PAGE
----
Shallow size

The shallow size of an object is the flat size, without children. The shallow size is defined by the sizes of all fields defined within the corresponding class and all fields defined in super-classes. It does not include the size of referenced children objects.

An object without any fields has a shallow size, because the object itself requires memory. The following example illustrates shallow size.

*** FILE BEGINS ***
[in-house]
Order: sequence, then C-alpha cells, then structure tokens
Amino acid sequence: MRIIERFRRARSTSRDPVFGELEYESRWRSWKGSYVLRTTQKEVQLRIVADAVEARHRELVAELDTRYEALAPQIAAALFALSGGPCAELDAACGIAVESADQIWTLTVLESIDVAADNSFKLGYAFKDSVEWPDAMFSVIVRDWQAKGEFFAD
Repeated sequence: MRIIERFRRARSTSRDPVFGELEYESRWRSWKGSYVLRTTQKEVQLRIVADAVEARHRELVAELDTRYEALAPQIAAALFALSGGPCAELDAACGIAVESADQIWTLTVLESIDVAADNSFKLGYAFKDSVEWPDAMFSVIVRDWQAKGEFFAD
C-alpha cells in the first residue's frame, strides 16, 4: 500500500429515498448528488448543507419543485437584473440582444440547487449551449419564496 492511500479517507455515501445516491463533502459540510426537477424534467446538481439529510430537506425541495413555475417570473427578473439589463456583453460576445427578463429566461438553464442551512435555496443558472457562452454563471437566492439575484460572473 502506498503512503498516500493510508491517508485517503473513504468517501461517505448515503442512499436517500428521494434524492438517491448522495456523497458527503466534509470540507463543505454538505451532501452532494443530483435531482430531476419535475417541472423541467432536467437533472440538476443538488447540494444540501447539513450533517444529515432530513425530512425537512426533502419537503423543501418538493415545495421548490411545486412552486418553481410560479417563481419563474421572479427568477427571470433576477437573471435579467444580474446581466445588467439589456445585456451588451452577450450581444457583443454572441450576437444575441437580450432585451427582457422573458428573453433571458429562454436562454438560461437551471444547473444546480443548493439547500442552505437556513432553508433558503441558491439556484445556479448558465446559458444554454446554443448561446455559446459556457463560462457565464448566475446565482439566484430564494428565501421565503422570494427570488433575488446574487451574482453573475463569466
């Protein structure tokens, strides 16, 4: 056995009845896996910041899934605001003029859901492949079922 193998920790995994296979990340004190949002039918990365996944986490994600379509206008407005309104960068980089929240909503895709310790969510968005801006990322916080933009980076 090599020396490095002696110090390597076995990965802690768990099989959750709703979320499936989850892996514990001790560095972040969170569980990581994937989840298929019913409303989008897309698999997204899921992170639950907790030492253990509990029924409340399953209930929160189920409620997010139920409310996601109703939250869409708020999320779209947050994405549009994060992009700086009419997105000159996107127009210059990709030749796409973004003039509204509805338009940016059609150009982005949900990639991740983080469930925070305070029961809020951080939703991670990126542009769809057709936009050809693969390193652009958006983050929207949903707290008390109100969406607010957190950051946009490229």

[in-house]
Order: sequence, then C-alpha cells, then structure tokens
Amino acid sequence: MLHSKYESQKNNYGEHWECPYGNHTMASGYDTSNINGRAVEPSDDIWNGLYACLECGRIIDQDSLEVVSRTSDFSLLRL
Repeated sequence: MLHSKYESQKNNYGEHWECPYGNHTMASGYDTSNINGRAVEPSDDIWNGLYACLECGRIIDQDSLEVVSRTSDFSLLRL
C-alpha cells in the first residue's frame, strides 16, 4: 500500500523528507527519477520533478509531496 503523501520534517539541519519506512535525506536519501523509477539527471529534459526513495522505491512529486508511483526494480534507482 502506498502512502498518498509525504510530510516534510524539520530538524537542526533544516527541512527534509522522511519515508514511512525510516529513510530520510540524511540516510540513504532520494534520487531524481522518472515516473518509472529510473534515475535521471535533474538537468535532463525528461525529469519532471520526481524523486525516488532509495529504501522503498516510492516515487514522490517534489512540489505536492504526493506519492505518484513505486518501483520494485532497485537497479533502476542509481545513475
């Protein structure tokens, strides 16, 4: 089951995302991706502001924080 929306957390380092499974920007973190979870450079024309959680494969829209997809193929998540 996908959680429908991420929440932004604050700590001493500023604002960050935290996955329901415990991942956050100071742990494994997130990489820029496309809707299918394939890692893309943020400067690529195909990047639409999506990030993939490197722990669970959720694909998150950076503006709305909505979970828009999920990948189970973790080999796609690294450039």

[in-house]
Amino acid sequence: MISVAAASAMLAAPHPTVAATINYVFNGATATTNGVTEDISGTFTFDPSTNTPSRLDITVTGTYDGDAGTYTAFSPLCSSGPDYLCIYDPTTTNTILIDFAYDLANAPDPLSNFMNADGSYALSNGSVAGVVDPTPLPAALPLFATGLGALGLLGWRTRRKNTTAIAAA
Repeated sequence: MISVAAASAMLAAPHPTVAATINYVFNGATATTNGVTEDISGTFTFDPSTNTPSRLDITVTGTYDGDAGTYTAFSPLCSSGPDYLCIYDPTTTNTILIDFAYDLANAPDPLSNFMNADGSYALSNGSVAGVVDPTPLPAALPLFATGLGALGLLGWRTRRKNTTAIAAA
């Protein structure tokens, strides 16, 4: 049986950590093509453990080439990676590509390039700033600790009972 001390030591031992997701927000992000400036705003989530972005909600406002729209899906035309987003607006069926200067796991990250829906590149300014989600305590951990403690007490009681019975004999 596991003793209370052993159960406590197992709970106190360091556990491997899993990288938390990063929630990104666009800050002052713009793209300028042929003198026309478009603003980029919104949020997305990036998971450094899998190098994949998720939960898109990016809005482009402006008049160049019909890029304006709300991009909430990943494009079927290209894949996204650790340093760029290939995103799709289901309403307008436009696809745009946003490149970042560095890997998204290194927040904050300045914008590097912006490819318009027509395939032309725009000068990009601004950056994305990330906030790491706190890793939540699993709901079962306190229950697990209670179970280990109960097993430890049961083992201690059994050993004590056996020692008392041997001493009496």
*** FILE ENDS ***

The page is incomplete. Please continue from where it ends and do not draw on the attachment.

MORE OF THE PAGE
class A {
   float   fField;
}

class B extends A {
  byte   bField;
  int    iField;
  byte[] baField;
  String sField;
  boolean boolField;
}

The shallow size for an instance of B would be calculated as follows:

  • X bytes for the object itself (8 or 16 bytes, depending on VM).
  • 4 bytes for fField defined in A.
  • 1 byte for bField.
  • 4 bytes for iField.
  • 4 or 8 bytes for baField, depending on whether the VM is 32-bit or 64-bit. Arrays are objects.
  • 4 or 8 bytes for sField, depending on whether the VM is 32-bit or 64-bit.
  • 1 byte for boolField. A single Boolean field requires 1 byte.
  • Y bytes for alignment. The VM internally aligns objects to 8-byte borders.